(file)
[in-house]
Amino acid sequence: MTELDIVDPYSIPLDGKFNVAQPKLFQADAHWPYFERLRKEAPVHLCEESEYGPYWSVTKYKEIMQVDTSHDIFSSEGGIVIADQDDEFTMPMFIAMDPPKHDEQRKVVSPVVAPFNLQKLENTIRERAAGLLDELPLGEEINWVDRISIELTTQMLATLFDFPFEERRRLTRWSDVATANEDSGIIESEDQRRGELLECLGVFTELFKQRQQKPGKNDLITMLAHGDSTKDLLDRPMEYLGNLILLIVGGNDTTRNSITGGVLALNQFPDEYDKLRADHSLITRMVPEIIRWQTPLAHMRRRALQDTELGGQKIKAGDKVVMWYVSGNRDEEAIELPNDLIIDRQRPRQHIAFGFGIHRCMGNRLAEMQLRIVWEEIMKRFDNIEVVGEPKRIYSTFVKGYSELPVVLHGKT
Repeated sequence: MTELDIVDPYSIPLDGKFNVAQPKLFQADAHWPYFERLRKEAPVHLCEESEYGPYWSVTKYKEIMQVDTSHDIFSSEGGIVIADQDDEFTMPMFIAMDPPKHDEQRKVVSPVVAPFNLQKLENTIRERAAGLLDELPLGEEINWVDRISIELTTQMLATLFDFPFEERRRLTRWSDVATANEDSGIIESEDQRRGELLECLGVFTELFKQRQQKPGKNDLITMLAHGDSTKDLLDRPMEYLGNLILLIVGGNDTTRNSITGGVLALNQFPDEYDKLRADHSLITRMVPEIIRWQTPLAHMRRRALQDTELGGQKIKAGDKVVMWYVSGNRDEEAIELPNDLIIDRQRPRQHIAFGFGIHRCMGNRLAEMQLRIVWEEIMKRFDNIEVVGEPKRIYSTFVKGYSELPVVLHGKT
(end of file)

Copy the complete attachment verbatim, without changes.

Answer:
[in-house]
Amino acid sequence: MTELDIVDPYSIPLDGKFNVAQPKLFQADAHWPYFERLRKEAPVHLCEESEYGPYWSVTKYKEIMQVDTSHDIFSSEGGIVIADQDDEFTMPMFIAMDPPKHDEQRKVVSPVVAPFNLQKLENTIRERAAGLLDELPLGEEINWVDRISIELTTQMLATLFDFPFEERRRLTRWSDVATANEDSGIIESEDQRRGELLECLGVFTELFKQRQQKPGKNDLITMLAHGDSTKDLLDRPMEYLGNLILLIVGGNDTTRNSITGGVLALNQFPDEYDKLRADHSLITRMVPEIIRWQTPLAHMRRRALQDTELGGQKIKAGDKVVMWYVSGNRDEEAIELPNDLIIDRQRPRQHIAFGFGIHRCMGNRLAEMQLRIVWEEIMKRFDNIEVVGEPKRIYSTFVKGYSELPVVLHGKT
Repeated sequence: MTELDIVDPYSIPLDGKFNVAQPKLFQADAHWPYFERLRKEAPVHLCEESEYGPYWSVTKYKEIMQVDTSHDIFSSEGGIVIADQDDEFTMPMFIAMDPPKHDEQRKVVSPVVAPFNLQKLENTIRERAAGLLDELPLGEEINWVDRISIELTTQMLATLFDFPFEERRRLTRWSDVATANEDSGIIESEDQRRGELLECLGVFTELFKQRQQKPGKNDLITMLAHGDSTKDLLDRPMEYLGNLILLIVGGNDTTRNSITGGVLALNQFPDEYDKLRADHSLITRMVPEIIRWQTPLAHMRRRALQDTELGGQKIKAGDKVVMWYVSGNRDEEAIELPNDLIIDRQRPRQHIAFGFGIHRCMGNRLAEMQLRIVWEEIMKRFDNIEVVGEPKRIYSTFVKGYSELPVVLHGKT